First, let me give credit where credit’s due; and by
“credit,” I mean possible blame. I got the idea from this article in Bon Appetit,
where they showed how to use koji rice to simulate dry aging a steak.
They say they borrowed the idea from Trentina chef, Jonathon Sawyer, and we’ll
take them at their word.
Anyway, I tried it out, and had mixed results. The smell and
flavor were vaguely reminiscent of dry-aged beef, but it didn’t have those same
cheesy/funky/earthy background notes. As far as the texture goes, there was no
difference from a regular steak, and it may have even given it a somewhat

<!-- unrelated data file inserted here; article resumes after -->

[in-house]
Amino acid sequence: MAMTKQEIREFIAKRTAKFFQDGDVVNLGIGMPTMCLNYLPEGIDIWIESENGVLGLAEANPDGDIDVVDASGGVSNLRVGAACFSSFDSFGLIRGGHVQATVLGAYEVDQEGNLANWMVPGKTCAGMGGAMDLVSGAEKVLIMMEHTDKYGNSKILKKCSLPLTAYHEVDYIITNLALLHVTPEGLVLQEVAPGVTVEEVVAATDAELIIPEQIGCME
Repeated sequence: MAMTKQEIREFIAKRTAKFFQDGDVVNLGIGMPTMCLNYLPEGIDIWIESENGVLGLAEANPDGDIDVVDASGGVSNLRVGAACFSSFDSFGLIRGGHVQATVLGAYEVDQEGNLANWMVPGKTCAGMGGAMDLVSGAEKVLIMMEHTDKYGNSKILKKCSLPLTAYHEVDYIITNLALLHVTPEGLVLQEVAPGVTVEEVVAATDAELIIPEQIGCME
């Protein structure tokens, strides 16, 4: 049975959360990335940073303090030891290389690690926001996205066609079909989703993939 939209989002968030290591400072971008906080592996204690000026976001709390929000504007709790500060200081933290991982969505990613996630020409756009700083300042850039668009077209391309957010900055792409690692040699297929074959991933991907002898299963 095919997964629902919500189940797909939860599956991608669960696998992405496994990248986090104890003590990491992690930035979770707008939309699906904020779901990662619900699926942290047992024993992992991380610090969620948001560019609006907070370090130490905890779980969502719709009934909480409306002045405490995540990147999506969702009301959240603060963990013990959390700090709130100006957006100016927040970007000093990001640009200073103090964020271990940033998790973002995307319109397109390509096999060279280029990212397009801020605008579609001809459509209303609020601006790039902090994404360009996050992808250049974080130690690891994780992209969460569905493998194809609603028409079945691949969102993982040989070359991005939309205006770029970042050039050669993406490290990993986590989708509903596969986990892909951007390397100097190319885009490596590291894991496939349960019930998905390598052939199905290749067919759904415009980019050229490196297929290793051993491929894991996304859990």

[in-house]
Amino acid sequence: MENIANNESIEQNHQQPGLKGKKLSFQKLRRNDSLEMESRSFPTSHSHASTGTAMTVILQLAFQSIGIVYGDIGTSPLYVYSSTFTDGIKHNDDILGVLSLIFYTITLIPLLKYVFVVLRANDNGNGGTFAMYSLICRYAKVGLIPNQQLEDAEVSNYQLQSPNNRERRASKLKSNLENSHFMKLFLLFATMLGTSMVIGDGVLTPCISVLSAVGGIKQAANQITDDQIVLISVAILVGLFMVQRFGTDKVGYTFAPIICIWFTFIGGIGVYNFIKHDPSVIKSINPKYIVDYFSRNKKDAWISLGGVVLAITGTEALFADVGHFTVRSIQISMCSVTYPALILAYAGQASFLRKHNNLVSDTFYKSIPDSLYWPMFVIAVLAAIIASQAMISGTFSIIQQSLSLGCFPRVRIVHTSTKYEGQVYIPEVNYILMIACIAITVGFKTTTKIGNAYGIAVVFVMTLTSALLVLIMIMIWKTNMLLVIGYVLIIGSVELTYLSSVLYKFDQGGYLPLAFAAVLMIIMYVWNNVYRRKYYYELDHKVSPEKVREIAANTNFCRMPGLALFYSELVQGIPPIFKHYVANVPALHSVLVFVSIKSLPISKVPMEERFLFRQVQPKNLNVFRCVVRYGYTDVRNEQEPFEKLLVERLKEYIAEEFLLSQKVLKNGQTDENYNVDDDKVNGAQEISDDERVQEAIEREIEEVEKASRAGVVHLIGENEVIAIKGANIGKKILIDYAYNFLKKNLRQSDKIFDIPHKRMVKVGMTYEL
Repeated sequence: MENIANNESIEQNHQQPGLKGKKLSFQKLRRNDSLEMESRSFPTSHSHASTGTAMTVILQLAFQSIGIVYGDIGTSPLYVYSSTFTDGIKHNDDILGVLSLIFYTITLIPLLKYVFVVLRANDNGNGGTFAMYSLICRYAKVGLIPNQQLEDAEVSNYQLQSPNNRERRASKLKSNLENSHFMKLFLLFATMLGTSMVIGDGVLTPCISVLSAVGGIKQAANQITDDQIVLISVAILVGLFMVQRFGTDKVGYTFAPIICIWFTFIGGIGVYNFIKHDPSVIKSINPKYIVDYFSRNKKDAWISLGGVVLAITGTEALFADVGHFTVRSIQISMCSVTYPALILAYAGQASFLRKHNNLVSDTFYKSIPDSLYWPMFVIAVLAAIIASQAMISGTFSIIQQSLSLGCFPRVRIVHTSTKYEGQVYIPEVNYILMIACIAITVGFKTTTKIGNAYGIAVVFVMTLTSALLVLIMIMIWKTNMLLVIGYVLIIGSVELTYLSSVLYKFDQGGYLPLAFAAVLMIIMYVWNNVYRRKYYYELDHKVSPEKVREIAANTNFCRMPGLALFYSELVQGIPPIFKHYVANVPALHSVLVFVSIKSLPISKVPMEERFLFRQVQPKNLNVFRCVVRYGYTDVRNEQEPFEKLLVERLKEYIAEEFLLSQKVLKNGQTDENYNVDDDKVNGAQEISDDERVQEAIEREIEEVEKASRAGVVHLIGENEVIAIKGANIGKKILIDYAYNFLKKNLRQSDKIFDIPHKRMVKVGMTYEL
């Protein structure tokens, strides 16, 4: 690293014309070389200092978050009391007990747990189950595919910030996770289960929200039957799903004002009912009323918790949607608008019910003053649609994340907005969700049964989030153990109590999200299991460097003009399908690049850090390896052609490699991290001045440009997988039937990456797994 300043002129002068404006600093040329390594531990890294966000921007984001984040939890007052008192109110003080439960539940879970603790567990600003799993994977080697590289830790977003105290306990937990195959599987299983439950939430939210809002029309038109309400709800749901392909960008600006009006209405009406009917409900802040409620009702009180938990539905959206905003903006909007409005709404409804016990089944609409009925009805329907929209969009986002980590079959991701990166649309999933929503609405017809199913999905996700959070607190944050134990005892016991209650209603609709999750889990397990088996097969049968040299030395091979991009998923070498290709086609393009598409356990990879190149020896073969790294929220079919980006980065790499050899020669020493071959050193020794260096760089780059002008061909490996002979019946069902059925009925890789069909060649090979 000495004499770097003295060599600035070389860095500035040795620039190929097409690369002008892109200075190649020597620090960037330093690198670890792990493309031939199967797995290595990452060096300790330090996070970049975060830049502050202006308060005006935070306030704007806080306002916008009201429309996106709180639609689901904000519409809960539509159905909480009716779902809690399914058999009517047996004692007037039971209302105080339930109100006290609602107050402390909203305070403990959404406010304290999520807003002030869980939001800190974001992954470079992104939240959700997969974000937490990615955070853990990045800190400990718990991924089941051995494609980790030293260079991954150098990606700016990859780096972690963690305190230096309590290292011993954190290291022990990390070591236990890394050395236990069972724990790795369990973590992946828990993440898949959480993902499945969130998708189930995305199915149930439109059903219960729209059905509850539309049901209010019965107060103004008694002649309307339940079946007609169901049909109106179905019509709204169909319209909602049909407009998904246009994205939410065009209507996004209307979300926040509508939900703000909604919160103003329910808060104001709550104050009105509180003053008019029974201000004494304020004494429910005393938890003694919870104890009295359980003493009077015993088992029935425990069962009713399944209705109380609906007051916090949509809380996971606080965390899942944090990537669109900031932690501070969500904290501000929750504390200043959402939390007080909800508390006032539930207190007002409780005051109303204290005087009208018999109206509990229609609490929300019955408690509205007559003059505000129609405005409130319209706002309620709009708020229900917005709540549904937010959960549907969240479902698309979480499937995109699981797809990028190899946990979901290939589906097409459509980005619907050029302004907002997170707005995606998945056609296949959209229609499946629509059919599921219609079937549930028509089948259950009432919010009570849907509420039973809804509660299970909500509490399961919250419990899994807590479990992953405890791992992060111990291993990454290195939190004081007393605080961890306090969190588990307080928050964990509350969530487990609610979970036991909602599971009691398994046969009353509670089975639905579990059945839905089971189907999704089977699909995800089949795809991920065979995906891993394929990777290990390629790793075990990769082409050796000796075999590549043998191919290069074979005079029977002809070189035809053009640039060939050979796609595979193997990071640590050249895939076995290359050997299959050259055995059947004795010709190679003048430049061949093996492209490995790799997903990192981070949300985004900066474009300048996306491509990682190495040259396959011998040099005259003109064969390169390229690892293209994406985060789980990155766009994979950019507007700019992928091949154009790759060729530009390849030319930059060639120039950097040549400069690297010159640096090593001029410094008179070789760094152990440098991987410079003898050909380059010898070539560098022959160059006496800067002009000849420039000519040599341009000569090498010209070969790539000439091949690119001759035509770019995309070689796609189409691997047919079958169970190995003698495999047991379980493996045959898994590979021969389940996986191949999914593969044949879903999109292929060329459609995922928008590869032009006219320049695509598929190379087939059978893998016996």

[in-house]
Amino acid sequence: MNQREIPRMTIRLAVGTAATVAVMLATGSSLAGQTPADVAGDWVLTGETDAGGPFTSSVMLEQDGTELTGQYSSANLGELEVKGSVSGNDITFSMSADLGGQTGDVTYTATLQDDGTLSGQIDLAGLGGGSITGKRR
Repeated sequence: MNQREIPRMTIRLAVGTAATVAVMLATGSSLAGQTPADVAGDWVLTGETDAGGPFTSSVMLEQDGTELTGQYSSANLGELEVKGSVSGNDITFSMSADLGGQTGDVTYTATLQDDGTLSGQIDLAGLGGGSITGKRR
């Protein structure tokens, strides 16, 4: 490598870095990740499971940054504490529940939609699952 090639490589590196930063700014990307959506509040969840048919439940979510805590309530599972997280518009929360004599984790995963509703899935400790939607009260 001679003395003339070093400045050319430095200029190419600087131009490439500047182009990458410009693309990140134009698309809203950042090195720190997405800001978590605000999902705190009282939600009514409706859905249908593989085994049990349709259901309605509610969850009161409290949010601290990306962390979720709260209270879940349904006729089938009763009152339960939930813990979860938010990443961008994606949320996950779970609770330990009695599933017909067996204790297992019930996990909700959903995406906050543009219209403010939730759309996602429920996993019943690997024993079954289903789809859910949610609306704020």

That may have come from letting it go almost three days,
instead of two, but hey, I was within the range. Besides, I’m not even sure
anything happened. The idea here is that the fungus on the koji rice, which
breaks down the proteins in beans, to make things like miso, would work the
same magic on a steak.
While it did look like the koji had “bloomed” a bit, and
there was more “white stuff” at the end of the process, there was no obvious
signs that the meat had been “broken down.” The appearance was darker, and it kind
of had that waxy look of dry aged meat, but that could’ve simply come from
sitting uncovered in the fridge.
I found it a bit suspicious that there were no other posts regarding
this online, but maybe it’s just too new. Time will tell. I’m looking at you, food blogger. In the meantime,
any and all feedback is welcomed, especially if you are familiar with using
koji rice. I’m not sure if you should give this a try, but, as always, enjoy!